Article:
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Bennington Banner Newspaper Archives Jan 21 1966, Page 6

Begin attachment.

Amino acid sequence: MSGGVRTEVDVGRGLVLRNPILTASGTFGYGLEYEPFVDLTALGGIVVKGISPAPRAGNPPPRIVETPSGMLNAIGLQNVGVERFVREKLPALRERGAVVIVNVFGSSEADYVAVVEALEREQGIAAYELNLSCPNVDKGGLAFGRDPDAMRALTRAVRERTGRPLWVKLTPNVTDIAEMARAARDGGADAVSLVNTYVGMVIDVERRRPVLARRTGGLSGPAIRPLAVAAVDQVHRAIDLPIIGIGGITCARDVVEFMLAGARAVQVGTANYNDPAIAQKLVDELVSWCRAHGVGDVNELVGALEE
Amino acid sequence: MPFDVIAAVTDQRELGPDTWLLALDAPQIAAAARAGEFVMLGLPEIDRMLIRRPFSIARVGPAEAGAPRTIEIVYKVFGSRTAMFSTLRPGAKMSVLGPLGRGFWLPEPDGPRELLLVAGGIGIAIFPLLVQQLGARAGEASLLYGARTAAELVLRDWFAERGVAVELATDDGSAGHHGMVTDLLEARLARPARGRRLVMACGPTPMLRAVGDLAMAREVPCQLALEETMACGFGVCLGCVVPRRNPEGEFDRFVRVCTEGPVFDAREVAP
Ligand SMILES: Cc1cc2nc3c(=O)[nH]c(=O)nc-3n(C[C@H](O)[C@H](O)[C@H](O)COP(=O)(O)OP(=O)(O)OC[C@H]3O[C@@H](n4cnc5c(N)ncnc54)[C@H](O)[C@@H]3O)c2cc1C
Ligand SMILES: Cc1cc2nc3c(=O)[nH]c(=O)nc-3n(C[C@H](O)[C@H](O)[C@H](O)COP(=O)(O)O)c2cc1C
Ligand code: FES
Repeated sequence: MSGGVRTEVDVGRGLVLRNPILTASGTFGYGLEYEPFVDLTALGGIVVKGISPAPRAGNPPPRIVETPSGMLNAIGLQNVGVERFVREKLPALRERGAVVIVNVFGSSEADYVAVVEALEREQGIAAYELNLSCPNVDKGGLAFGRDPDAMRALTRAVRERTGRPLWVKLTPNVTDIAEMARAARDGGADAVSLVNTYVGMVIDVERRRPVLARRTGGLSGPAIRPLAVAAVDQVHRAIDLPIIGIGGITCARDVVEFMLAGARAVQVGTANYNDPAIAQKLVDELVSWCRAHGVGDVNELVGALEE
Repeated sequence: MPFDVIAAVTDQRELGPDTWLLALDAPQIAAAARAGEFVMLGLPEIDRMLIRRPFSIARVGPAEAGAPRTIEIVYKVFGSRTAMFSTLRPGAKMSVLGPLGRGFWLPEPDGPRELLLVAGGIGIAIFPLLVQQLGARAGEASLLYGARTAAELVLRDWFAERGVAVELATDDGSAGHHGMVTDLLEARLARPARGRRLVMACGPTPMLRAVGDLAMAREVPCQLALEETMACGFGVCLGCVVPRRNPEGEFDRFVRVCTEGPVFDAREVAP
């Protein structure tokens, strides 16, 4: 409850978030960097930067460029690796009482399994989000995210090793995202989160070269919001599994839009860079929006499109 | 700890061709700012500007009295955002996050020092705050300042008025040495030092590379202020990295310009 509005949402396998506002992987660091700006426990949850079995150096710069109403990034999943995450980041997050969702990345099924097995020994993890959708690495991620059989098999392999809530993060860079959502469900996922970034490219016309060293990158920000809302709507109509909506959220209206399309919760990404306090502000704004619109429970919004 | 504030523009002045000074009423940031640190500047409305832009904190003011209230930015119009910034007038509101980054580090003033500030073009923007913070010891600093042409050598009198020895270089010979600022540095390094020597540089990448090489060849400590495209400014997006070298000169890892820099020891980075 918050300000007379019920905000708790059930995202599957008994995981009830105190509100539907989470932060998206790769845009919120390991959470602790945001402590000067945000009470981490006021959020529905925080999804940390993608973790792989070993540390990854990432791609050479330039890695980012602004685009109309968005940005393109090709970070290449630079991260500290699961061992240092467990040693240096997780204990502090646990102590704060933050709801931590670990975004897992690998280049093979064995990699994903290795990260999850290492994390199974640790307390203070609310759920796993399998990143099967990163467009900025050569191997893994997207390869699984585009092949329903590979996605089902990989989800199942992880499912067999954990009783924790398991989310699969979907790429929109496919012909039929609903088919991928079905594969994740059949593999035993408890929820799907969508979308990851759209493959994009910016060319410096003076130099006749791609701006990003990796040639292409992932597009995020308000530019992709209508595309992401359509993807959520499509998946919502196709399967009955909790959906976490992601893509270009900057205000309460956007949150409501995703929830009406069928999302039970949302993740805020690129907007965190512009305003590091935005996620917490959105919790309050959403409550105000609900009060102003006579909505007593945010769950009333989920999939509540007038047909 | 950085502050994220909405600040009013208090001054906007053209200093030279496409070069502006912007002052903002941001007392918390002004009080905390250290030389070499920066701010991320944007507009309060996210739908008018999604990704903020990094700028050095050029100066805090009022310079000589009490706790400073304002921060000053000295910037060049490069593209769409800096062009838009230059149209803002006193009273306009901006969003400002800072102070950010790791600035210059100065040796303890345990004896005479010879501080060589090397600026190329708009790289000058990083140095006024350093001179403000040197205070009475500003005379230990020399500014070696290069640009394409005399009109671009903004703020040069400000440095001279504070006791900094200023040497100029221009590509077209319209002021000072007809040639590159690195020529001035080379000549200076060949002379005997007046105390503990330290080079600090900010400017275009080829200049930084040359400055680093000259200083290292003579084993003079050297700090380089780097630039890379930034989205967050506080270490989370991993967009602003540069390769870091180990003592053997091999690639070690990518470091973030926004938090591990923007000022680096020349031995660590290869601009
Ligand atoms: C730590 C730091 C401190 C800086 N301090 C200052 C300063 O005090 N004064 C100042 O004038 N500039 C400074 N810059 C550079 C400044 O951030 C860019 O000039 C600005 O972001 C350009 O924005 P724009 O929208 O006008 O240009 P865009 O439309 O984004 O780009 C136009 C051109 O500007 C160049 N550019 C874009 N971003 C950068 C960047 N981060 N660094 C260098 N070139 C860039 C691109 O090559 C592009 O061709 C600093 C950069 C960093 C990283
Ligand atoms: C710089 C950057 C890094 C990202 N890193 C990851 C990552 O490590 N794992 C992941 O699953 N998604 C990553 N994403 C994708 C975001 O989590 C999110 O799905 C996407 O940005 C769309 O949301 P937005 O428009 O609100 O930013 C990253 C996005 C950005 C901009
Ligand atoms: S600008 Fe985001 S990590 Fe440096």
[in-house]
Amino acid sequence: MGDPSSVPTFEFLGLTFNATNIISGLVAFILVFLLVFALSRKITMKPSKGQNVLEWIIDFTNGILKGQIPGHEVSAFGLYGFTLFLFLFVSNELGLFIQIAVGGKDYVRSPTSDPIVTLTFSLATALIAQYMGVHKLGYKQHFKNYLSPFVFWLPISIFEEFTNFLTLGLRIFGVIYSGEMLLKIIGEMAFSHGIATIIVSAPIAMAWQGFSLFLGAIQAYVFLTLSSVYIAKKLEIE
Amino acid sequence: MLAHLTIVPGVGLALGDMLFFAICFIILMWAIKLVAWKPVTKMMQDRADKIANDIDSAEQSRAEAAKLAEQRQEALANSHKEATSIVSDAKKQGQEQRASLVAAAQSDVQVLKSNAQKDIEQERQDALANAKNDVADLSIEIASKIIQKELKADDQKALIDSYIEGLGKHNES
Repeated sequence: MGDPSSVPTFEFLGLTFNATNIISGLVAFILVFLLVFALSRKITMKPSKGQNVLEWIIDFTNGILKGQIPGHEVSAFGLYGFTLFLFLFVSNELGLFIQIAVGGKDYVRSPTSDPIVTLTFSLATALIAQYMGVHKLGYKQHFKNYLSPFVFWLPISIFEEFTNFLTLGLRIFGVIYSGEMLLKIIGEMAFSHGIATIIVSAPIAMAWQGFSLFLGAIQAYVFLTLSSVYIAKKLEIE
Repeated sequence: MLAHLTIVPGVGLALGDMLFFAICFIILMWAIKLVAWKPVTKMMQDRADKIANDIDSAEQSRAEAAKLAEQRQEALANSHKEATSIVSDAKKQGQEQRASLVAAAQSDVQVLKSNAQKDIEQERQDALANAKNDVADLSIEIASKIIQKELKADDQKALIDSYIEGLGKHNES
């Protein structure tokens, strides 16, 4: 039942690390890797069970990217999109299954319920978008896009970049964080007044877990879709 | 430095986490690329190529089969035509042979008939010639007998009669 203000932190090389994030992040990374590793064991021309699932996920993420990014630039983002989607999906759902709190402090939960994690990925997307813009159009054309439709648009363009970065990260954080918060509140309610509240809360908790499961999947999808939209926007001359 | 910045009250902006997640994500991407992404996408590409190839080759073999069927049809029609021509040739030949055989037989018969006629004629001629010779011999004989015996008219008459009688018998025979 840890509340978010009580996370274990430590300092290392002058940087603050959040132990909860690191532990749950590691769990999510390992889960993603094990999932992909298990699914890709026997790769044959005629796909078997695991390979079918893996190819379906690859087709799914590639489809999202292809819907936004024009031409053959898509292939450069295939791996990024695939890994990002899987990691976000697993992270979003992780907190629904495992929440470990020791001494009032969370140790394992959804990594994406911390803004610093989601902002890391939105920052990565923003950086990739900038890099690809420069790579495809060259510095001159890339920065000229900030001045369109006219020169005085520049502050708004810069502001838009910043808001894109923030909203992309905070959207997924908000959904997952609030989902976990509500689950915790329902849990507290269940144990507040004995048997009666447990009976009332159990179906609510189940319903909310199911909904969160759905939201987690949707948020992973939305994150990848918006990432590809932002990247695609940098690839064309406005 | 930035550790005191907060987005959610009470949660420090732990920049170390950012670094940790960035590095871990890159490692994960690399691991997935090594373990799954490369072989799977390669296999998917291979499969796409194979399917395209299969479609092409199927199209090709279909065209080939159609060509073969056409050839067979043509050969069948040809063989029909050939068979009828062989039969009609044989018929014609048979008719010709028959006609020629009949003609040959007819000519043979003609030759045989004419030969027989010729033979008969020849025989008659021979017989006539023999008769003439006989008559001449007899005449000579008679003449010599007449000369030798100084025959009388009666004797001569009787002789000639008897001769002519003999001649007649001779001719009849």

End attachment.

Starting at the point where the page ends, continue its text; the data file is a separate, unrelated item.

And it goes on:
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Bennington Banner (Newspaper) - January 21, 1966, Bennington, Vermont 6-Rennin ton Banner Friday january 19hh takers giving red Cross nurses Colleen Barrett left of South Burlington and Nancy Minich of Winooski give blood at the Manchester Dorset blood drawing at the first congregational Church in Manchester wednesday with the assistance of nurse Lorraine couture of Burlington. Area quota was too pints. Sixty six pints were Given including the two donated by the nurses. Ringheiser hrs Board retains $5,200 salary minimum Ivy i i i la Iii i Mon i Hoosick Falls . A the Hoard of education of Hoosick Falls Central school at its meeting tuesday night approved the 1966-67 salary schedule. The schedule stands the same As last year with the exception of a few slight adjustments in Between Steps to meet a state mandate. A Bachelor s degree receives a minimum of $5,200 ranging to a maximum of $8,658 through 14 Steps. A $400 increase each is allowed Between the Bachelor master and master plus 30 hours credit. Maximums and minimums remain the same and changes were made Only in the Middle ranges. The Board approved the hiring of two teachers for next year miss Margaret Farrara of Eagle Bridge a graduate of Cambridge Central school who will graduate in june from state University of Potsdam who will teach Grade 2, and miss Barbara Sage of Paradox ., who will graduate this june from state University at Plattsburg and will teach Grade 4. The Board voted to replace two buses for next year including a 1953 Reo with approximate 100.000 Miles and a 1956 International clocked at More than 100.000 mileage. It was resolved that Between nov. I and april i All school bus trips will be confined to not More than 50 or 60 mile distances. This was decided in the interest of safety during a period when driving conditions May be dangerous. i its no tis sirloin or porterhouse steak99 Boneless round roast la. Walkers 1.05 food Market Sale continues at Burt Bros. We offer 24 hour service on Black amp White film developing and fast service on developing color film free film Black amp White or k0dac0l0r in sizes 126 127 620 120 with each Roll developed and printed you receive a free Roll of film. We develop All sizes of films Bennington photo service 106 North St. Dial 442-5349 daily 9 30 5 30 Fri. 9 30 8 30 it was further decided to use commercial vehicles for transporting students to Stratford Conn. In april to see shakes per Ian plays. It was explained by supt. Leonard who has made a study of expense involved that in the Long run it would be cheaper to hire commercial buses considering state Aid allowed and save Wear and tear on local buses. School buses Are not geared for Long trips but for Short interrupted runs he added. This is one reason school buses do not Cost As much As commercial buses. Two buses will be hired to transport 80 students april 28 to see a Flagstaff and one bus to transport 40 students april 30 to see each student will be asked to pay one Dollar toward the trips. Three Board members and Kas Mer Stempek principal of the elementary department will attend the school Board Institute in Albany feb. To when a a readiness for school experience will be discussed by or. Francis by director of Gesell Institute. It was decided to drop a previously discussed ski program for this year to allow time for investigating Legal problems with plans to Complete the investigation in time to Start the program Early next year. In accordance with a new state Law which became effective in december the school has provided for safety glasses to be worn for certain phases of the school curriculum including Industrial arts and chemistry classes and wherever demonstrations present a possible danger to the eyes. File Pownal Vera 823-7716 a cooking project meeting for members of the Pownal pioneers 4-h club will take place saturday at 2 . At the Home of the club Leader mrs. Harry Andrews in Pownal Center. Two More scouts of troop 347 have now achieved the status of Star scout. Passing requirements at a Board of review wednesday night in Bennington High school were Thomas Frost and Leonard Duval. Local committeemen attending were Dexter Moore Robert Pudvar and scoutmaster Redland Roy. League meeting an informational meeting to discuss the possibility of forming a Pownal unit of the league of women voters is being planned for wednesday night. Mrs. . Duhamel and mrs. Elizabeth Gillette president of the Bennington league will explain How local units Are organized the benefits to a Community derived from the plan and accomplishments in other areas. Anyone wishing to obtain further information about the initial meeting has been asked to Contact mrs. Thomas Hurley. Arlington Helene Thompson 375-2325 the Arlington chorale has started working on music for easter this week and reports that this would be an opportune time for new members to join the organization. The crucifixion will be Sung in Dorset in March and in Salem on Palm sunday. Rehearsals Are held every tuesday at 7 30 ., in the West Arlington Community rooms. Mrs. Mathilda Kenny reports there Are still More records available and asks anyone interested in buying one to Call her at 375-2272. Shaftsbury fran Stacy 442-6524 the Rev. . Macdonald was in Saratoga Springs . Saturday attending the regular meeting of the Troy conference committee on family life. On tuesday the Rev. Or. Macdonald attended a meeting of the Camps and conferences commission of the Troy conference of the methodist Church at Glens Falls . Bradley Stevens returned to his studies at Ulm monday after spending the Long Holiday recess with his parents. He was accompanied to Burlington by his Mother mrs. Howard Stevens who remained for a few Days visiting with members of her family. Elizabeth Dwyer s column in wednesdays Banner undoubtedly brought Back pleasant memories for Many. However she failed to mention the fun of sliding Down Hill in mothers extra Large wooden salad bowl. The fun is Apt to be Short lived though if the bowl Breaks in half As mine did. Mother Wasny to too Happy either As i remember. To conic Grange news the program at the Jan. 13 meeting of the Taconic Grange included a poem a a get up and go by Nelson Morse a game a Penny Wise test won by Morse Reading a who sits behind the wheel by Pat Fox and a Reading on the United states by Barbara Becker. Mrs. Eunice Myers lecturer reminds members it is now time to pay dues of $3 for 1966. Due to limited membership it would be appreciated if these Are paid As soon As possible she adds. Persons interested in joining the Taconic Grange Are requested to ask any member to present their name. Degrees will be worked in april. The next regular meeting will be Jan. 27 when a safety program will be presented with mrs. Robert Booth As chairman. It is also planned to have a guest speaker. The lunch committee will be or. And mrs. Merton r. Snow Howard Snow and or. And mrs. Fred Humphrey. Vav Iii a 11 miss been a John o. Slade 824-6619 Theresa Sulo who has patient at Grace cottage Hospital in Townshend As a result of being struck by an automobile Jan. 2 while walking on it. 30, returned Home last thursday. Aie is recovering from her injuries and is travelling about on crutches. Mrs. Ethel Waite of East Arlington visited or. And mrs. Charles Sage and Peter Piper Here earlier this week. Enlists Larry Slade son of or. And mrs. Carrol Slade enlisted in the air Force Jan. To and departed for Lackland fab tex., where he is receiving Basic training. Upon completion of initial training he will be assigned directly to an air Force base or to a technical school with the determination made on the basis of aptitudes desires and current air Force needs. Slade graduated from Leland and Gray Seminary in Townshend last june. Grange the regular meeting of Mountain Home Grange was held monday evening with Erald Coleman in the masters chair. Requests for Demit were received from Claude and Julia Buffum. It was voted that an up to Date inventory be made of All Grange property and a Volunteer committee was approved with a member from the Home economics committee the Community Progress committee and the lecturer. A thank you letter has been received from spec. 4 Dennis w. Fenno son of or. And mrs. William Connolly who is stationed somewhere in Viet Nam the literary program presented by the lecturer was a Starlight service. New in town a the Jolly Green joint opened in Manchester depot during the Christmas weekend in the same location formerly occupied by the red onion on it. 11-30. The joint has accommodations for 30 guests in private and bunk rooms. It features a bring your own a parties weekend nights and in the future May expand its restaurant service. Shown Are the proprietors left Walter a. Hersom a Navy lieutenant commander of Boston Center foreground Nancy Griffin wife of John Griffin right of new York City and Center background Nancy Symes of new York manager of the joint during the week. Ringheiser it Manchester handful of parents pop questions to Pat panel by ii it r in it of Iser Manchester a about 30 persons attended a Pat forum wednesday night at Manchester elementary school Here. Many in the audience were teachers at the school. Manchester elementary school population is 495. In charge of the meeting was Pat president Bradford West. After a Brief business meeting a panel introduced by Burton p. Brown science teacher at the school answered written questions from the audience. Questions to the panel which was comprised of principal Donald r. Shanks teacher Edward Thompson . Henry headmaster of Burr and Burton Seminary and school directors or. Clifford b. Harwood Ralph f. Fleming or. And Eugene v. Kayatta were mostly directed to the future needs of educational facilities in the Manchester area and changes in the variety and scope of curriculum offered students Here. The questions were read to the panel by mrs. Mason b. Barney chairman of the Pat adult education committee. Questions and answers were to Henry what is Burr and Burton doing for the Low level student we Are offering courses in mathematics business training and other subjects to Cope with the needs of the child of Low ability. To Shanks Why does no to the hot lunch program begin in september when school opens Shanks explained that this year there was no cafeteria manager and his Hopes for opening the cafeteria earlier than usual were not realized. Some difficulty is in getting government shipments of food. The cafeteria opens three to four weeks after the Start of school. Answered by or. Harwood the question in essence Why can t three sinks be installed in the cafeteria so that children May Wash their hands before lunch or. Harwood cited a space problem in the cafeteria and that a relatively Low incidence of disease caused by hands not freshly washed at Mealtimes. Thompson added that All children have1 time to Wash their hands in the school rest rooms before Goinn to lunch. To Henry do you know How Many students at Burr and Burton would like to take Courser in Wood shop and Home economics Henry said he did t know and a i he promised to make a Survey among the students a next to Shanks Why Arentt foreign languages taught in the elementary school Shanks said Lack of space and modern teaching equipment make offering the courses difficult and that a a rotating teachers would not be As effective As a permanent one at the school. He did not however Rule out the eventual inclusion of language courses at the school and expressed his favor for such a program if it could be practically instituted. To the panel in general How prevalent is stealing at the elementary school and Burr and Burton and what is being dont to prevent it the question was answered in part by All members of this panel. They admitted there was some stealing but not at an alarming rate. Most of the loss of clothes and Money was attributed to carelessness by the students themselves. Warnings to students about leaving their possessions around and installation of lockers were cited As preventive measures. School director Fleming said parents should not allow their children to carry Large sums of Money with them to school. Superintendent explains Public parochial school Aid Hoosick Falls,. A supt. Philip Leonard spent considerable time at a regular meeting of the Board of education of the Hoosick Falls Central school tuesday night explaining details of the Federal elementary and secondary education Ary act of 1965 which is shared with the local private schools. Leonard told Board members that he has met with officials of St. Mary a Academy including Rev. Charles a. Bauman principal sister Mary Shelia vice principal and sister Mary judge elementary school directness to determine the needs for which to put the Money to use. Under title i of the three year program a total of $43,-119 a year will be divided in fair share Between the schools. Being considered for this year Are a school psychologist and for next year a speech therapist and extra Reading consultant. A summer program for remedial Reading is also considered for this summer. All Money for this year must be spent by May 31, or it is lost. Under title ii which allows $1.75 per Pupil to be used basically for textbooks it was determined that Hoosac school with an enrolment of 57 is entitled to $100 St. Mary a Academy with 420 students $750 and the Central school with 1,480 students $2500. All books Are to be ordered through supt. Leonard who is in charge of the school District and while they May be chosen by the individual school where they will be used they Are on a loan basis. In accordance with the Law the books must be non sectarian and labelled a property of Hoosick Falls Central school Esea title ill the Central school District with supt. Leonard named As director is responsible for placing All orders keeping a periodical running inventory East Arlington Sunderland Amelia Lawrence 375-2580 mrs. John Schmidt is recuperating satisfactorily after a fall in which she received a broken . Mrs. Max Grout chairman has reported a successful card party Hel d last saturday and Many requests for another. One will be held Jan. 29 at 8 . At the masonic Temple in Arlington. Five Hundred Bridge and pinochle will be played. Mrs. Clyde Dunlap is substituting at mount pleasant school in Sunderland in the absence of mrs. Marshall Peters. And furnishing detailed reports on evaluation of the program to the government at the end of each year. Another new Law this on states Aid for textbooks was also explained by supt. Leonard. Called the new York state text Book Law to become effective sept. I 1966, it must not bes confused with the already mentioned Federal Aid for textbooks he said. Under the Law which is also administered through the Centra i school District any textbooks requested by resident students in grades 7 12 in the Public parochial and private schools in the District must be furnished. While there is no limit to the number of books which May be requested by each student the school District will Only receive a maximum $10 per student All books must be non sectarian according to the Law Anc be labelled a Hoosick Falls Central school a running inventory of these books must also be kept and reported regularly by supt. Leonard who said the Board will wait to take action until it learns the outcome of legislative action. Man / amendments to streamline the proposal and set limits Are awaiting consideration of the legislature he pointed out. To Shanks what sanitary care is Given the Shower and locker rooms at the school Shanks said the boys locker room floor is disinfected each night and the girls locker room three times a week. Or. Harwood added that so far this year he has found no Case of athletes foot among the students. What is the salary philosophy of the school Thompson who is chairman of the Taconic teachers association salary committee said salaries should be acceptable to teachers and should recognize the teachers ability and years of service. Kayatta said the boards duty is to the taxpayer and that the Board coincidentally recognized the value of experienced teachers. Their philosophy on salary was derived he said by weighing these two att Idues. To Kayatta what Are the pressures for the construction of a regional Union High school in the Tri Valley area the school director confessed that there Are no a acute pressures but cited curriculum needs that Are going unmet swelling of school populations in Arlington Manchester and Dorset and the generally favourable economics of Union High school construction As reflected in lower per Pupil costs. All these factors make up the a pressure a Kayatta added. Shanks commented that Granville . High school May not take Manchester students much longer. He explained there Are now nine students at the new York school Down from the 13 who started there this year. Two students Are now going to Burr and Burton he said citing a transportation difficulties in relation to the Granville operation. To Henry when is Burr and Burton going to introduce a shop program the Burr and Burton headmaster said Wood shop and Home economic courses would be offered though he gave no Date. He said a a that a about As far As we could go a then added the Seminary would become a a Trade the question was raised by selectman i. Stanford Zecher if additional floors could be added to the elementary school. School director Fleming revealed engineering studies showed the school was built on Clay soil and it would be possible Only to build a out a not school population increases were discussed in detail. Increase in the numbers of students prompted the school Board to Issue a statement at their last Board meeting that the need to expand educational facilities at the school is becoming an a immediate mrs. Hewitt Heads Church Fellowship North Bennington a mrs. Merritt Hewitt or. Was installed As president of the women a Fellowship of the North Bennington Baptist Church at a meeting of the group tuesday in the Church social rooms. The Fellowship this year will function with four vice presidents each responsible for a special area of Fellowship work. Mrs. Bernard Whitman will be vice president of interpretation and working with her will be program chairman mrs. Ralph Lindsey and communications chairman mrs. Ray Crosier. Vice president of missions is mrs. George Delaney and in this department mrs. Maynard Overlook will serve As chairman of special interest missionaries and mrs. Marietta Ward will head up White Cross activity. Mrs. Robert Peckham is the new vice president of Christian social relations and mrs. Grace Reed As chairman of the love gift. Other officers include mrs. Carl Jolivette As vice president of leadership development and in this area the chairman of spiritual growth will be mrs. Alfred Scott and the chairman of literature mrs. James Williamson or. Other officers installed at tuesdays meeting were mrs. Edith Burns Secretary mrs. Alex Thomson treasurer mrs. John Cook chairman of the refreshment committee and mrs. Edwin Austin Sunshine committee. Mrs. Edward Lusignan was in charge of installation ceremonies. The next activity on the Calendar for the Fellowship will be the annual father and son banquet scheduled for feb. 7 at 6 30 . In the Church social rooms. Falls officer promoted to hunk of major Albany . A capt. James j. Kenney of 14 Barton ave., Hoosick Falls has been promoted to the rank of major in the new York army National guard it was announced today by mar. General a. C. O Hara chief of staff to the governor. Mar. Kenney a career officer in the new York state division of military and naval affairs is administrative assistant to the fiscal officer of the division. He also serves As an officer in the selective service Section of the National guard Here. A Veteran of More than 23 years service he began his military career when he joined co. A 2nd regiment of the new York guard in August 1943. Two years later he enlisted in the . Navy and served on Active duty in various assignments. He was discharged As a Yeoman 3.c. After two years of Active duty in october 1947. Four Days after his Navy discharge he reenlisted in the new York National guard in co. A 105th infantry and served in All enlisted ranks from private to first sergeant. Commissioned a second lieutenant in february 1954, he became a member of the selective service station in Albany and has remained with that organization As an officer in addition to his full time duties in the division of military and naval affairs. His decorations and awards include world War ii Victory armed forces Reserve new York state 20 year Long and faithful service nys duty in Aid to civil authority nys recruiting medals and the nys service ribbon. Manchester Walter r. Hard has returned to his Home in the Village following hospitalization in Bennington. Selectmen at their meeting this week voted to put Justice fires in the selectmen s account in the future rather than in the parking meter account which has been the practice for the past two years. The Rev. James b. Murray of St. Paul s Church has been instrumental in the printing of a brochure which the Church has distributed to inns and motels in the area. The brochure gives the time of protestant Catholic and jewish services and names and Telephone numbers of local clergy. Stephen Bresko superintendent of the Village Highway dept., underwent surgery thursday morning at Putnam memorial Hospital. Charlestown Mill store a sweaters for the entire family we also have a selection of 49< la. Hand i eked Rug rags 29< la. As it comes daily 9 . To 9 . Sun. To to 124 North Bennington Rood Nylon Fishman s �?�451 main Street be dramatic decorator solid colors = t Quot hostess Quot blankets i a outstanding buy in warm rom fort. Super soft blend of 75/, a a Rayon 25% acrylic in Blue a beige Geranium Gold Fern no Green White